The Relationship Between Autoimmune Disease and Black Plague Defense

 People with autoimmune diseases like rheumatoid arthritis can relate to the widespread swelling and excruciating agony it causes. However, in a strange twist of evolution, it appears that this illness is related to a biological response against a deadly threat in the past.

Recently, it has been shown that the bubonic plague in the Middle Ages may have caused a gene mutation that prevented people from dying from the Black Death but increased their chance of inheriting immunological problems.

This DNA mutation, which shields humans against the plague, was discovered by Nature. The ground-breaking research shows how rapidly individuals can adjust to environmental dangers, but doing so might have costs.

Chaos caused by the Black Death

The Black Death, often known as the second coming of the plague, was a terrible pandemic that began in Europe about 1347 and spread to areas of North Africa, the Middle East, and Asia. In just four years, the population of some places in Europe decreased by 30 to 50%.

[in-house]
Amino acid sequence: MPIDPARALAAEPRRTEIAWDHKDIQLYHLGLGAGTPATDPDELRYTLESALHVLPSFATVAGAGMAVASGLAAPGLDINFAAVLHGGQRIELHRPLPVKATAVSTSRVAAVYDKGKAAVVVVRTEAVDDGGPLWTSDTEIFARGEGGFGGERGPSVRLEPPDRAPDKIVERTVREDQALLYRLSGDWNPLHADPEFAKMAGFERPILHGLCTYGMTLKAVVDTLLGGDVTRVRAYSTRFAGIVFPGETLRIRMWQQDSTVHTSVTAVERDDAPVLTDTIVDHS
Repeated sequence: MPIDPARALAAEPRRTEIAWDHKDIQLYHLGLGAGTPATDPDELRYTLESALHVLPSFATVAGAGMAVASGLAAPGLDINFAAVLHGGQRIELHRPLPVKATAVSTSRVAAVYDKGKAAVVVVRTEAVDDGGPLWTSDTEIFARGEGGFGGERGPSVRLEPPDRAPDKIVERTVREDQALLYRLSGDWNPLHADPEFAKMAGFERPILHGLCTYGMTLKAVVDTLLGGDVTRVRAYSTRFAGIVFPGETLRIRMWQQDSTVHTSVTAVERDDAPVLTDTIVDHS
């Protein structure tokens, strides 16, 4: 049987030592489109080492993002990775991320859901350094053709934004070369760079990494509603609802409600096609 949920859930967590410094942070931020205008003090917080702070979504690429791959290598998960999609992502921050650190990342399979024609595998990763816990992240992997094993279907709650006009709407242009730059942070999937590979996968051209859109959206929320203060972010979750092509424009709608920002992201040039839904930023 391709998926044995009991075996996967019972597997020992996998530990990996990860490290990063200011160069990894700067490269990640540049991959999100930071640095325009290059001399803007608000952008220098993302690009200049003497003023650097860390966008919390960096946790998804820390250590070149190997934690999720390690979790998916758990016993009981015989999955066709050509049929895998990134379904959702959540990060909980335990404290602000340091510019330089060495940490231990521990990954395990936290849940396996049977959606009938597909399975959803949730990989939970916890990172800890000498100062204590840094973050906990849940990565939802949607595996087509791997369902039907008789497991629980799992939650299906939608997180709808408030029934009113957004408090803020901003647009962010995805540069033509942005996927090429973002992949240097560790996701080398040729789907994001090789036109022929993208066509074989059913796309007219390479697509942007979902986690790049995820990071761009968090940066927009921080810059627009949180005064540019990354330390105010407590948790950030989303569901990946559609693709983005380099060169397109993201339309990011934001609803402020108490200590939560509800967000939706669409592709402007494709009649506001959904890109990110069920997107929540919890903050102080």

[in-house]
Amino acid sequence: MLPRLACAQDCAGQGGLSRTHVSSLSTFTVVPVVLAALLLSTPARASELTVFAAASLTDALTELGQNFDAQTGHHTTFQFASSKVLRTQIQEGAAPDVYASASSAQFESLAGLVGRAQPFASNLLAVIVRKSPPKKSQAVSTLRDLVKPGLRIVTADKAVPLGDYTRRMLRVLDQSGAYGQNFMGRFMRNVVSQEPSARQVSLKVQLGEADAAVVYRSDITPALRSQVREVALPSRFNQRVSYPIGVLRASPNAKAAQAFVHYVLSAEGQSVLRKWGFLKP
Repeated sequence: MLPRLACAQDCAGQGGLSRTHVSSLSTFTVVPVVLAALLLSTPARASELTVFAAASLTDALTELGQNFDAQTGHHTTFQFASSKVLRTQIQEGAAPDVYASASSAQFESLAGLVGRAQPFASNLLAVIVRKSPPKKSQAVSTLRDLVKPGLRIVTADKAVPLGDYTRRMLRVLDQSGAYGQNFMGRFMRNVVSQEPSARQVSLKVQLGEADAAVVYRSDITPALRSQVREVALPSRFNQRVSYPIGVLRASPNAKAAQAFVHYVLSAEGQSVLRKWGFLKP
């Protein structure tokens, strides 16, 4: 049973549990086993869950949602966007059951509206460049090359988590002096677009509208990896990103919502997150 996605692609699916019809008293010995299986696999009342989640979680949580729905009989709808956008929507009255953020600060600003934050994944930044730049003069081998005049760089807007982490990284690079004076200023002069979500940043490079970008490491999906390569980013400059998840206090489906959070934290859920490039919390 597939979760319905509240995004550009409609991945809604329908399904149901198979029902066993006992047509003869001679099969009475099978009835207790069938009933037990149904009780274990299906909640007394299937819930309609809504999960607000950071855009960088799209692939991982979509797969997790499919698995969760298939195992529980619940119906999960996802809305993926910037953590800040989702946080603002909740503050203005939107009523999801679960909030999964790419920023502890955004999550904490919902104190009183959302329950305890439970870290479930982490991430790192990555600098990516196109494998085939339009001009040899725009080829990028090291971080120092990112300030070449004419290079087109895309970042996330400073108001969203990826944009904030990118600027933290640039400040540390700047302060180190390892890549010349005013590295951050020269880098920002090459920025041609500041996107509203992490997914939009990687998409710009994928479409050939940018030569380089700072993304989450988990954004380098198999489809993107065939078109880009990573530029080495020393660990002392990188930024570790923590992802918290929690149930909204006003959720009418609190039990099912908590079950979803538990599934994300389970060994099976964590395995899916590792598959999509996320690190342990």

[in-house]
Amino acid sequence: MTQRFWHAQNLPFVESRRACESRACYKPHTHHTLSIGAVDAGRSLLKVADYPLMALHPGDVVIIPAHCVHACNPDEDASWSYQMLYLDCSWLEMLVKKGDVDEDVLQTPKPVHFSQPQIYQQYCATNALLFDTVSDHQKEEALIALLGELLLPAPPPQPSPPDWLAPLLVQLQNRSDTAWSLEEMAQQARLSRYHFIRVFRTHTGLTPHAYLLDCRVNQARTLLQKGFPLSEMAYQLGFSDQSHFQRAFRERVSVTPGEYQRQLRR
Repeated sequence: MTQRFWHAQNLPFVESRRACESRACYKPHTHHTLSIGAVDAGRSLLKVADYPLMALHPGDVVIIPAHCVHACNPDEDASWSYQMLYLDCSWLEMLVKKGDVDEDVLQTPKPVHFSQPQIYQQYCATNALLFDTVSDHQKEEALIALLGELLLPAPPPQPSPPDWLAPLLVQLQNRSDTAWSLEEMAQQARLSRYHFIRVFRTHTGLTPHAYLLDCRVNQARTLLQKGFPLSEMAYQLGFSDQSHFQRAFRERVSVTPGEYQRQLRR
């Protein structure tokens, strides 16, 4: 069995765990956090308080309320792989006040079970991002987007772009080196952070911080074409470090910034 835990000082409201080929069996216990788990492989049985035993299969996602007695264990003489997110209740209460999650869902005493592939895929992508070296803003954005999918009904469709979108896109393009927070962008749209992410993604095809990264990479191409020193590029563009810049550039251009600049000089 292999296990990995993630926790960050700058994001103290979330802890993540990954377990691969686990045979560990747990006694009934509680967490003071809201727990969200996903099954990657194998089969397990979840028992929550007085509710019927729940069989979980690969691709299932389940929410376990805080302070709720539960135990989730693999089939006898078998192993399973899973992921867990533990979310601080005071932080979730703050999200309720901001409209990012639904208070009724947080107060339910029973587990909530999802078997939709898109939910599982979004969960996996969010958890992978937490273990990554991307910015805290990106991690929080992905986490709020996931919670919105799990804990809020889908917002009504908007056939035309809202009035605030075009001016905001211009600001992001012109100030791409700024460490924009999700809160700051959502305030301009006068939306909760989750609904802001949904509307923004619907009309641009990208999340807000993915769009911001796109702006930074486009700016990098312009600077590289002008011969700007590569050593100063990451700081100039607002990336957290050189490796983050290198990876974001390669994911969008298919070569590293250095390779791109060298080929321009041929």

Details about the Black Death:

According to a research published in Nature, central Asia was the birthplace of the Black Death's initial strain.

The bacteria had just recently spread from rodents to people when the victims became ill.

    The Yersinia pestis bacteria was responsible for the plague. Fleas that fed on black rats carried this bacteria for a very long time. The fleas jumped to people to eat as rat colonies declined. There were frequent outbreaks of the plague, including one in the English community of Eyam in 1665. During the 14-month quarantine, the village's population decreased by 47%.

Given the disease's long-lasting effects, a global team of researchers from the United States, Canada, Denmark, France, the United Kingdom, and the United States attempted to discover how survivors adjusted while also looking into the possibility that a gene mutation could be to blame.

DNA samples from persons who passed away before, during, and after the epidemic were required by researchers in order to ascertain whether a gene mutation was involved.


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